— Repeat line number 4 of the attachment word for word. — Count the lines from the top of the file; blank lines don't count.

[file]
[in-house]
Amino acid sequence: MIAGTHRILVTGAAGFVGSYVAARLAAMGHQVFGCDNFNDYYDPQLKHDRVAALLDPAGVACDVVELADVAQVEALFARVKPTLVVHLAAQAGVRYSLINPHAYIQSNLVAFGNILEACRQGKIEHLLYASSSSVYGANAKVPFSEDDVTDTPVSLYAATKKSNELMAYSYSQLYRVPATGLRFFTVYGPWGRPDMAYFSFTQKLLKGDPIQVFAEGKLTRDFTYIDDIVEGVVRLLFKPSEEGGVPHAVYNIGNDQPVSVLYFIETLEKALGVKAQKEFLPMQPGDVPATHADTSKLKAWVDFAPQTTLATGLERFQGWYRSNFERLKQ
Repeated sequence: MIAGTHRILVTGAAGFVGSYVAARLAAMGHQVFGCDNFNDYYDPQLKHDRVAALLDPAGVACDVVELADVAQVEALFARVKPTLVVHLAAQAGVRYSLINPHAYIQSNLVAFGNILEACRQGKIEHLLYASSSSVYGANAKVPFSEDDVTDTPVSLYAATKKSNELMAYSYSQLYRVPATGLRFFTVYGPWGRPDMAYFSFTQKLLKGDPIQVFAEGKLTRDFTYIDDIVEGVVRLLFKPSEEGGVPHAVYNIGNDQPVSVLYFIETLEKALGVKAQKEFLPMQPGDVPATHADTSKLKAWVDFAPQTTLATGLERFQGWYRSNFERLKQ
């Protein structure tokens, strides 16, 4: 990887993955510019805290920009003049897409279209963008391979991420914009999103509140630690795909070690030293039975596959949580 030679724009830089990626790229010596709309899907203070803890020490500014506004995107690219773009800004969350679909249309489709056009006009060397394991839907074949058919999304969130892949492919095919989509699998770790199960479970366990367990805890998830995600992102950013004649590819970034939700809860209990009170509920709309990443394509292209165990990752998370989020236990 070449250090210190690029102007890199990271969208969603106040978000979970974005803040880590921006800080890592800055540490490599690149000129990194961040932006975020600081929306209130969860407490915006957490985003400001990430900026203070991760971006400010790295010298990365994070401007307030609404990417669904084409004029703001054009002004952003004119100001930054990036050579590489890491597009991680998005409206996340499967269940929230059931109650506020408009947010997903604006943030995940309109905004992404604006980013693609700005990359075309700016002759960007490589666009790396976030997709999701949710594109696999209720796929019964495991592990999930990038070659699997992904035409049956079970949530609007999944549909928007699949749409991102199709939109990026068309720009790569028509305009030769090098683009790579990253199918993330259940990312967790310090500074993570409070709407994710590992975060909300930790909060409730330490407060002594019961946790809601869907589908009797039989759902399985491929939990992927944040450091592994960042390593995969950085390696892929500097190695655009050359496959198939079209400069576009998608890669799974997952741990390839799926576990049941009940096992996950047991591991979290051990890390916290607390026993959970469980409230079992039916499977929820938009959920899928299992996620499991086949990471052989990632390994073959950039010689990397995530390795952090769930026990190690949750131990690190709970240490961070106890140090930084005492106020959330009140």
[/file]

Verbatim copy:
């Protein structure tokens, strides 16, 4: 990887993955510019805290920009003049897409279209963008391979991420914009999103509140630690795909070690030293039975596959949580 030679724009830089990626790229010596709309899907203070803890020490500014506004995107690219773009800004969350679909249309489709056009006009060397394991839907074949058919999304969130892949492919095919989509699998770790199960479970366990367990805890998830995600992102950013004649590819970034939700809860209990009170509920709309990443394509292209165990990752998370989020236990 070449250090210190690029102007890199990271969208969603106040978000979970974005803040880590921006800080890592800055540490490599690149000129990194961040932006975020600081929306209130969860407490915006957490985003400001990430900026203070991760971006400010790295010298990365994070401007307030609404990417669904084409004029703001054009002004952003004119100001930054990036050579590489890491597009991680998005409206996340499967269940929230059931109650506020408009947010997903604006943030995940309109905004992404604006980013693609700005990359075309700016002759960007490589666009790396976030997709999701949710594109696999209720796929019964495991592990999930990038070659699997992904035409049956079970949530609007999944549909928007699949749409991102199709939109990026068309720009790569028509305009030769090098683009790579990253199918993330259940990312967790310090500074993570409070709407994710590992975060909300930790909060409730330490407060002594019961946790809601869907589908009797039989759902399985491929939990992927944040450091592994960042390593995969950085390696892929500097190695655009050359496959198939079209400069576009998608890669799974997952741990390839799926576990049941009940096992996950047991591991979290051990890390916290607390026993959970469980409230079992039916499977929820938009959920899928299992996620499991086949990471052989990632390994073959950039010689990397995530390795952090769930026990190690949750131990690190709970240490961070106890140090930084005492106020959330009140």